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2 Responses to Lab – Lib Coalition? Why?

  1. Declan Wilson says:

    The Liberal Democrats went into government in 2010 purely because it was in the national interest to do so. There have been achievements which I think we can be proud of such as the raising of the income tax threshold and the restoration of the earnings link to the state pension (abolished by Thatcher and left to fester under New Labour). However I have always thought that a Lib Dem / Labour coalition to be a better match as both parties are broadly progressive in nature.

    My worry now is that Labour will repeat their performance of 2005 and win an overall majority in seats with only 35% of the vote. How on earth is this democratic? To me, a big disappointment of the coalition years was our failure to achieve any meaningful constitutional change. We are already the most backward democracy in Europe with an unelected second chamber, an unelected head of state and a voting system which can produce some very distorted and undemocratic results. Unfortunately I can’t see this changing now in our generation. Labour should have backed Lords reform, this was a once in a generation opportunity and it has been lost.

    Although I have my differences with some of the outcomes of the coalition, overall I think we have been a force for good (not that I expect any credit for it). Just think, had there been Liberal Democrats in government in the Blair / Brown years we might have stopped the destruction of one of the best private pension schemes in the world and maybe even prevented a certain illegal war in Iraq……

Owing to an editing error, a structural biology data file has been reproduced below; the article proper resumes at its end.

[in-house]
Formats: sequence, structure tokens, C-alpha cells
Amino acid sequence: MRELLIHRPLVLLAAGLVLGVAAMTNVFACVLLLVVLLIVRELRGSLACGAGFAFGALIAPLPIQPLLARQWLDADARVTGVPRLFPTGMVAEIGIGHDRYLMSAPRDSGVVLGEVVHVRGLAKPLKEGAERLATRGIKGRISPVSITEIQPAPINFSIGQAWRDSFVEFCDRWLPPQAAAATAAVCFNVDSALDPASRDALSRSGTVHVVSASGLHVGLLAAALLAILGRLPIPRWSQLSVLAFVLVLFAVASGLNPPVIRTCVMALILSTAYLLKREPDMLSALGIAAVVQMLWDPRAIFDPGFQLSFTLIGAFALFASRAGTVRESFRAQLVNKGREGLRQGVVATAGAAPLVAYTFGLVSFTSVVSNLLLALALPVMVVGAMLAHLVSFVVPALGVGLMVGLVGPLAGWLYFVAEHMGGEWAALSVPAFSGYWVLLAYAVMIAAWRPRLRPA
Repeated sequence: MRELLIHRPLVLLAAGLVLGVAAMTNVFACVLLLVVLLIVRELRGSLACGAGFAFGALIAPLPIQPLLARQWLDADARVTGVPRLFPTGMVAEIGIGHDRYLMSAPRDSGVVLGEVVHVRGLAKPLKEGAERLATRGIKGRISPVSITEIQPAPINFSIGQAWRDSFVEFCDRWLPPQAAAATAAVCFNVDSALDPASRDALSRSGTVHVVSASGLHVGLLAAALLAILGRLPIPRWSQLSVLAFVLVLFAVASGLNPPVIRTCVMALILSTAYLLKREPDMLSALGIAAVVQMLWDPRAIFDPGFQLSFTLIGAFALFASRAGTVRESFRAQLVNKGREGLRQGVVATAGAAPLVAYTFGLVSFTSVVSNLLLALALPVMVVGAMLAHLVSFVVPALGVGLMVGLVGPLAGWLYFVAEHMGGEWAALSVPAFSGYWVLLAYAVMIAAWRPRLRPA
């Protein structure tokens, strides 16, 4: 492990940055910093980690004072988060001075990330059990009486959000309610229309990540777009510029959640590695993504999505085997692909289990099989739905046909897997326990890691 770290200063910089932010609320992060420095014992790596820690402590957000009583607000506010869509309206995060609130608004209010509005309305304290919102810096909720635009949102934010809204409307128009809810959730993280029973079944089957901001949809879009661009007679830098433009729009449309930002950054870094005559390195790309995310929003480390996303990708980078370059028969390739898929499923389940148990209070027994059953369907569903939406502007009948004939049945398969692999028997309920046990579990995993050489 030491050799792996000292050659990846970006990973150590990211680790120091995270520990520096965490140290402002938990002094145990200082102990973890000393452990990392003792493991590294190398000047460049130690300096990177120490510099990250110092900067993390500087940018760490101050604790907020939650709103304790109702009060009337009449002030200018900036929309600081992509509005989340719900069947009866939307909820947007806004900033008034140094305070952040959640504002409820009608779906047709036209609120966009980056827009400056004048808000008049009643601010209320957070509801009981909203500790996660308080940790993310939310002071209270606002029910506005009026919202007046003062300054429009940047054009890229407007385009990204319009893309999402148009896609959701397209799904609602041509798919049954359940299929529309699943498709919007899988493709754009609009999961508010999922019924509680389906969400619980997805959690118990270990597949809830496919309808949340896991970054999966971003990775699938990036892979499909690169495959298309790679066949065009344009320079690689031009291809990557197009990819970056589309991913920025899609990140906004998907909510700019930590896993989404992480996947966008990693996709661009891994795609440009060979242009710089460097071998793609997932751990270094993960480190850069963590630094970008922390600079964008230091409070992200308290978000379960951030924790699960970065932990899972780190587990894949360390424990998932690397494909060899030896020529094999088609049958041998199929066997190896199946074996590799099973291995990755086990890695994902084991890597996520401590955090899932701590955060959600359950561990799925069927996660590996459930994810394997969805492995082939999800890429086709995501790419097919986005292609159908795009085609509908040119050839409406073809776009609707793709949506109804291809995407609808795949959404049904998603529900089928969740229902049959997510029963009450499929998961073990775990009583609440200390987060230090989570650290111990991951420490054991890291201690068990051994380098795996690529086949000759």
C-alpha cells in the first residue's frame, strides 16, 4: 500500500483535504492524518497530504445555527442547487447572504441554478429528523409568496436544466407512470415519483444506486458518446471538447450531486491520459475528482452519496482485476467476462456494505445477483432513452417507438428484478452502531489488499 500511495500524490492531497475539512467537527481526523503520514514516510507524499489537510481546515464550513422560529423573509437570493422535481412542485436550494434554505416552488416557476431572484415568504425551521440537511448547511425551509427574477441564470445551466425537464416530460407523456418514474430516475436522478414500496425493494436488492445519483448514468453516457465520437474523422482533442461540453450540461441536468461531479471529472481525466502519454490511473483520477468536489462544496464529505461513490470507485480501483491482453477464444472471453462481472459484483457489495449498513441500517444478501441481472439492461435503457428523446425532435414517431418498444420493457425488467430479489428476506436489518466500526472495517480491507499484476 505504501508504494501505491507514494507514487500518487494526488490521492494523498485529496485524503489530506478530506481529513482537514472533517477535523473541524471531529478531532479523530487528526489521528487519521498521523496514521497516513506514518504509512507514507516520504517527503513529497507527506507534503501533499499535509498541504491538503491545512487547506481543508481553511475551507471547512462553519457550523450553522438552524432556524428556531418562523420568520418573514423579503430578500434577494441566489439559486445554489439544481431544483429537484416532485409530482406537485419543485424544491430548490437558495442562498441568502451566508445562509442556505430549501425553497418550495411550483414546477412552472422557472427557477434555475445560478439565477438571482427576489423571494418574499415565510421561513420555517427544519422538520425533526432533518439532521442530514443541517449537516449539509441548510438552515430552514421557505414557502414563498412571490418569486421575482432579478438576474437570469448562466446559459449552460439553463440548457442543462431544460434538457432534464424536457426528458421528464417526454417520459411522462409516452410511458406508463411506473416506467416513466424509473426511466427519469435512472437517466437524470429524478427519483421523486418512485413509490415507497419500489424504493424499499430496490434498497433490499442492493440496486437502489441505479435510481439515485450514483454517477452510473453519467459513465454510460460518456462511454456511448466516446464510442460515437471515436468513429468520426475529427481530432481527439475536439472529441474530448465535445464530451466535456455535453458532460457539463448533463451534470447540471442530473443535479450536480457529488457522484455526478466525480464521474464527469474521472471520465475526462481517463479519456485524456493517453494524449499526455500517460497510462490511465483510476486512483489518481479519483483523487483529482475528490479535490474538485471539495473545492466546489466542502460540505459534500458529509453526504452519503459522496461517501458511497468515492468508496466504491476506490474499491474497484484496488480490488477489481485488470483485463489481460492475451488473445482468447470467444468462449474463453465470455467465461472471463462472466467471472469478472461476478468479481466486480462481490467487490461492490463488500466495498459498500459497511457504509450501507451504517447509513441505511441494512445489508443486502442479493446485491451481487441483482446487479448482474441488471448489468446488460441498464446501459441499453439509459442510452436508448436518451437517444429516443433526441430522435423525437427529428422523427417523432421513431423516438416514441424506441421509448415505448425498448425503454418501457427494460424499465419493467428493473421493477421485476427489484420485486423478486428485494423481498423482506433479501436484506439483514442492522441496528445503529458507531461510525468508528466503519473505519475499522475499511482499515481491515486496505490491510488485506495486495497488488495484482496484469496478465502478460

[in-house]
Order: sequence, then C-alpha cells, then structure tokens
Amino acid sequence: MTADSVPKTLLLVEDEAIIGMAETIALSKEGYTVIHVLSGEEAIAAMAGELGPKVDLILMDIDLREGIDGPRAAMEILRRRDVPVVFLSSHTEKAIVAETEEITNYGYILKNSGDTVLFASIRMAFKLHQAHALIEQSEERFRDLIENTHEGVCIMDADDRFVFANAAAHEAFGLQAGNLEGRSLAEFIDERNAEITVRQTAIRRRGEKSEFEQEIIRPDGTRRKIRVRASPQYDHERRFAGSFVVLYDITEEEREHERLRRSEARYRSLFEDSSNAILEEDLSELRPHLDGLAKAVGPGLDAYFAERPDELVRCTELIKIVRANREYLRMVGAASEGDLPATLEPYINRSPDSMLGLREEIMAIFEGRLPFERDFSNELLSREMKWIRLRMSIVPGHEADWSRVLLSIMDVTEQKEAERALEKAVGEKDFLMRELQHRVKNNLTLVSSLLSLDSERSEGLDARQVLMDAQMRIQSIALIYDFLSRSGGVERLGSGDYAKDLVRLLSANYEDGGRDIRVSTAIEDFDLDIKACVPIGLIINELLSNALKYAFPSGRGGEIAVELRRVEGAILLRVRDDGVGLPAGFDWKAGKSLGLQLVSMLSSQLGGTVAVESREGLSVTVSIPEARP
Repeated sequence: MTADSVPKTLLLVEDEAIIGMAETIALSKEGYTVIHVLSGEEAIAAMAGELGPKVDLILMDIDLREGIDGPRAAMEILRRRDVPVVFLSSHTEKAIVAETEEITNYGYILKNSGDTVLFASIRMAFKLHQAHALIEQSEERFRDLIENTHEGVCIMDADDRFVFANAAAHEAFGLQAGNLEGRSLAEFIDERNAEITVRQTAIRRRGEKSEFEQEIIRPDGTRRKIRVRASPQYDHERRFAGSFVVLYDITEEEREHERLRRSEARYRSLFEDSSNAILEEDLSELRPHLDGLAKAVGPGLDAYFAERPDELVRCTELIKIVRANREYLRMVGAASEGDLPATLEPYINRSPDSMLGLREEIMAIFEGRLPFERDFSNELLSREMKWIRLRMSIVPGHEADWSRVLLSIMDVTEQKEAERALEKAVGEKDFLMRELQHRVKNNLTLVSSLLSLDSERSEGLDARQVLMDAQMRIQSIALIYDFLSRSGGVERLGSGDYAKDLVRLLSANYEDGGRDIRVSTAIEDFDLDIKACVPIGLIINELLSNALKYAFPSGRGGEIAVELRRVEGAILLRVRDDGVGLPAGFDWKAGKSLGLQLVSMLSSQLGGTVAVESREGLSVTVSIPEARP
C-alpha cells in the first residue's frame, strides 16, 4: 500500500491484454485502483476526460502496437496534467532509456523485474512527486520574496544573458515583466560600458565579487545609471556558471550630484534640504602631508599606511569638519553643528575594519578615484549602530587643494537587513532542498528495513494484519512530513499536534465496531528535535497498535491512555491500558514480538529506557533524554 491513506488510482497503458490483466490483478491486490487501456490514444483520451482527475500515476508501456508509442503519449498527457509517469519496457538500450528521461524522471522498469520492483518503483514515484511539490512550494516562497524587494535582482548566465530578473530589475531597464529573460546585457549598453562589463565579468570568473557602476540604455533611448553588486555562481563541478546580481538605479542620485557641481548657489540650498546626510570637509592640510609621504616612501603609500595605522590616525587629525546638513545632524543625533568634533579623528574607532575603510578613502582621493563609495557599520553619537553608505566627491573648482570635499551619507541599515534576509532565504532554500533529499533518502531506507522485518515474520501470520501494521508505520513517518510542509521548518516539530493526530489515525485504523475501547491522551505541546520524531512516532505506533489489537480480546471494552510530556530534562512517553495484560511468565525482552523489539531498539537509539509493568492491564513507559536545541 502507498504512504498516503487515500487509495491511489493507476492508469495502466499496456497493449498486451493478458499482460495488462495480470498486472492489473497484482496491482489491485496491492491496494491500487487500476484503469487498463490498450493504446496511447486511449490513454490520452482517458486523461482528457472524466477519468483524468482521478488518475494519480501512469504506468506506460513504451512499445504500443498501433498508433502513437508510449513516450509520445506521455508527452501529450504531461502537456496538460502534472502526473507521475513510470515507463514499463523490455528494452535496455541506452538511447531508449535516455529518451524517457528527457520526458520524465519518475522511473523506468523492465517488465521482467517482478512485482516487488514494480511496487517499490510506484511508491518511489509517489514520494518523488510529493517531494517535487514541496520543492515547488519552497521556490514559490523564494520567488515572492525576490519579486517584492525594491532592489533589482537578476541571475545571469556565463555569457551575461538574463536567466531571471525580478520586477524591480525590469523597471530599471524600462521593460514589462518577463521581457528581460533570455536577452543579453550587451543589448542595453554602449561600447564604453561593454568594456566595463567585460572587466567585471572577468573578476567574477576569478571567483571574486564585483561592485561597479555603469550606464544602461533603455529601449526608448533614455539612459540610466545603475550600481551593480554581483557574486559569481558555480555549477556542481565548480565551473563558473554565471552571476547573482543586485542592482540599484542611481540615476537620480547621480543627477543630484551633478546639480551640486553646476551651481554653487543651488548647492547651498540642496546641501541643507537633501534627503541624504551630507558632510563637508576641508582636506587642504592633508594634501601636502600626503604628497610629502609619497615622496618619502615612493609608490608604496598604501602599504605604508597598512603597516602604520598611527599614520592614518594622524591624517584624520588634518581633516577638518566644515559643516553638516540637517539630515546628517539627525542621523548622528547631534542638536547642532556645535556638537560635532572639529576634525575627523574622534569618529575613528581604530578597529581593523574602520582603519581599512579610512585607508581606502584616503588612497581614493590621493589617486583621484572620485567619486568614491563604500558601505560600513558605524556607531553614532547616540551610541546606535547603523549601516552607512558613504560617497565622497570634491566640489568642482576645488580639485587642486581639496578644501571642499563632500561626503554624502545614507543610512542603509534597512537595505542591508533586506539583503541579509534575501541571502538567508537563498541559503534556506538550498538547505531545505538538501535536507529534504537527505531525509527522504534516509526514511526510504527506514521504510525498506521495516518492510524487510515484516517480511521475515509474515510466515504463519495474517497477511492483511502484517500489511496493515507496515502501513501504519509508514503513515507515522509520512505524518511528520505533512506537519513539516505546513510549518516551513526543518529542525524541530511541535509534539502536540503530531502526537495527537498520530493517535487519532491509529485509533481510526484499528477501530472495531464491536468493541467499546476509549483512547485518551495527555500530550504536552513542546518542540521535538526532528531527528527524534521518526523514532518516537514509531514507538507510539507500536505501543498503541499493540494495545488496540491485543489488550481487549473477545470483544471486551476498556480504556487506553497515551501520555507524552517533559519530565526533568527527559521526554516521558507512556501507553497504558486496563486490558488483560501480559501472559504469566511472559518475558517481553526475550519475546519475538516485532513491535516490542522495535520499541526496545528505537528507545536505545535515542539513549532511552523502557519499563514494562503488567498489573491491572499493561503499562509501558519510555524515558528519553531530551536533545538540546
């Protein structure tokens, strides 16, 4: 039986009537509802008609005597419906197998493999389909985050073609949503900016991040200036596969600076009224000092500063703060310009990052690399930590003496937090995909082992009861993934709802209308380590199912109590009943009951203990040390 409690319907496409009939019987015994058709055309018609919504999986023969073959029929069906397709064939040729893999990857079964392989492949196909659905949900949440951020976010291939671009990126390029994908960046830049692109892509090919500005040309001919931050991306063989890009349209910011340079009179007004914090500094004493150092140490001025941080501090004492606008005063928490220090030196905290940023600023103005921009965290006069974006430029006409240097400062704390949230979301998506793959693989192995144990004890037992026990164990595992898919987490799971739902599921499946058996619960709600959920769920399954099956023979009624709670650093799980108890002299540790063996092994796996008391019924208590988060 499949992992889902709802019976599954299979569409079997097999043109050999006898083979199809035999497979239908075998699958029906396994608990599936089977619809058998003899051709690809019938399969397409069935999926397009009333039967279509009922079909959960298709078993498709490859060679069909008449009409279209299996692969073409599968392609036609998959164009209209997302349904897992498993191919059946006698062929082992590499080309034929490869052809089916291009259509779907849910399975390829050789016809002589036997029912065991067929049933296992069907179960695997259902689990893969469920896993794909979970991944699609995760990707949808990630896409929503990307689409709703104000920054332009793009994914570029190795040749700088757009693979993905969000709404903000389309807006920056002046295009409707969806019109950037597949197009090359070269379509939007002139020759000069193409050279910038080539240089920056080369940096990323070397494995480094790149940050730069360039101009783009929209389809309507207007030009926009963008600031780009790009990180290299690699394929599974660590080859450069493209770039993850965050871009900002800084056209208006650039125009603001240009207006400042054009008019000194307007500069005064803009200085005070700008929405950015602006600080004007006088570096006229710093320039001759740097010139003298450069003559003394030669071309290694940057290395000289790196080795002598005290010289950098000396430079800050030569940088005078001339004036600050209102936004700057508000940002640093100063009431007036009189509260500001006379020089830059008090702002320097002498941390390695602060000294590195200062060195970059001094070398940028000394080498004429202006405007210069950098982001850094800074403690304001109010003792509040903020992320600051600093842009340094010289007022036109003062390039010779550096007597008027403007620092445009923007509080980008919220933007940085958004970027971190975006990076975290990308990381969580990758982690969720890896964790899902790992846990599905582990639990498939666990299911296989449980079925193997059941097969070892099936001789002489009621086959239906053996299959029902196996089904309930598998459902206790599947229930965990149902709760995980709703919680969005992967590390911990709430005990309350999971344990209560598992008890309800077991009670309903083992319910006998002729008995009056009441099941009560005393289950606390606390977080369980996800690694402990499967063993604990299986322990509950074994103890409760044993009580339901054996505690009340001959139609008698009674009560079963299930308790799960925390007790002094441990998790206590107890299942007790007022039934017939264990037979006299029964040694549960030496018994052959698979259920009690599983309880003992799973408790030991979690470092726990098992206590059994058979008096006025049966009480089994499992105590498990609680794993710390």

Who knows.

    Declan (Lib Dem Councillor in Hucclecote).

  2. Barry says:

    Thanks for your comments Declan, however you kinda highlight my problem. Your one of the Liberals that I am referring to right at the start, your a decent bloke doing what you think is the right thing.

    The problem is more around your leadership. In 2010, Cleggs stats were soaring with his comments on a wide variety of issues. Even when he took on the coalition I hoped he would be a force for good, however he has become a GateKeeper for some of the most devastating cuts to our residents.

    But even look at a local level – Your local leadership prefers to do business by press release rather than by actually talking to people. When the County Council election results were known, where did your party announce their coalition intentions? To the other leaders, nope, just in a press release. Even more recently, when we did agree motion amendments, your party then went back on the agreed position and then went running to the press.

    In terms of positioning, yes, I think the similar progressive ideology could work well. The reality is that your current leadership make it very difficult.